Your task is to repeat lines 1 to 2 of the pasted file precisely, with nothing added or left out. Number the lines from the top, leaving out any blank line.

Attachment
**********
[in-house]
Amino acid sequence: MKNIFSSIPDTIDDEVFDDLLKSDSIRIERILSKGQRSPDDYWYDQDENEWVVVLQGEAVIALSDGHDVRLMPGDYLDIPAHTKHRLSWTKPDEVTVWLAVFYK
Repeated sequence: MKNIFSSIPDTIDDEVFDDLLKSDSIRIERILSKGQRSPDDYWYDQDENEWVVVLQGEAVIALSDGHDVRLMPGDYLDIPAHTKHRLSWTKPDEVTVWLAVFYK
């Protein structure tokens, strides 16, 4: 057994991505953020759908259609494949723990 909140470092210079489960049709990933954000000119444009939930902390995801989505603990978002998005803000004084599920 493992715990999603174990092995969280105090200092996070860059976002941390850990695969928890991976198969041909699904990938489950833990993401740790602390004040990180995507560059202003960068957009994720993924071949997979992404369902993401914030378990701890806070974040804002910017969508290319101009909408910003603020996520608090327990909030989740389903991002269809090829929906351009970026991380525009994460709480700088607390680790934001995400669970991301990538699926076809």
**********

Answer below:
[in-house]
Amino acid sequence: MKNIFSSIPDTIDDEVFDDLLKSDSIRIERILSKGQRSPDDYWYDQDENEWVVVLQGEAVIALSDGHDVRLMPGDYLDIPAHTKHRLSWTKPDEVTVWLAVFYK